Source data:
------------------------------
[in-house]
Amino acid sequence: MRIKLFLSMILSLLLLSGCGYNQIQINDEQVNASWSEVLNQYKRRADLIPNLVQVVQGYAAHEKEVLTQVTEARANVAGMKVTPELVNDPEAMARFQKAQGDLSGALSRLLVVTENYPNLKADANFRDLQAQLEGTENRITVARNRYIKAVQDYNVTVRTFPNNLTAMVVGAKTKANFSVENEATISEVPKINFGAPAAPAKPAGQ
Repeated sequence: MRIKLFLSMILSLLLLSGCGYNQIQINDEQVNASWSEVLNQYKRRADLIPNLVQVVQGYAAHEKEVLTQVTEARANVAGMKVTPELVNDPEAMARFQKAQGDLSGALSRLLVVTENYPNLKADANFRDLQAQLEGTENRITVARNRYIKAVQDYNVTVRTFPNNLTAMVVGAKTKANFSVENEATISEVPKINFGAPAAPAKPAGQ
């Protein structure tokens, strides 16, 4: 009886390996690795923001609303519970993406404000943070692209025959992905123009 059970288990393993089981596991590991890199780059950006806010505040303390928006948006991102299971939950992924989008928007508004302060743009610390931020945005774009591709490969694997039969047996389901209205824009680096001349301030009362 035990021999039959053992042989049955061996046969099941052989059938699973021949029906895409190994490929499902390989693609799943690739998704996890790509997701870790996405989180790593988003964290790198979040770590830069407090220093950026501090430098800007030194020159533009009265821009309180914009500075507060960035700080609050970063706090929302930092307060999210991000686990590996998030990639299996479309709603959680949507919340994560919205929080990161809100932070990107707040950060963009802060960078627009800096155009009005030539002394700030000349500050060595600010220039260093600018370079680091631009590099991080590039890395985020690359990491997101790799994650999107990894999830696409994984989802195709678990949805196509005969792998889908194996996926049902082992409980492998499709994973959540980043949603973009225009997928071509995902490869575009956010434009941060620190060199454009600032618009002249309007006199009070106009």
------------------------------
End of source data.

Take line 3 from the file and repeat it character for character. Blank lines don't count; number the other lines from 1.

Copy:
Repeated sequence: MRIKLFLSMILSLLLLSGCGYNQIQINDEQVNASWSEVLNQYKRRADLIPNLVQVVQGYAAHEKEVLTQVTEARANVAGMKVTPELVNDPEAMARFQKAQGDLSGALSRLLVVTENYPNLKADANFRDLQAQLEGTENRITVARNRYIKAVQDYNVTVRTFPNNLTAMVVGAKTKANFSVENEATISEVPKINFGAPAAPAKPAGQ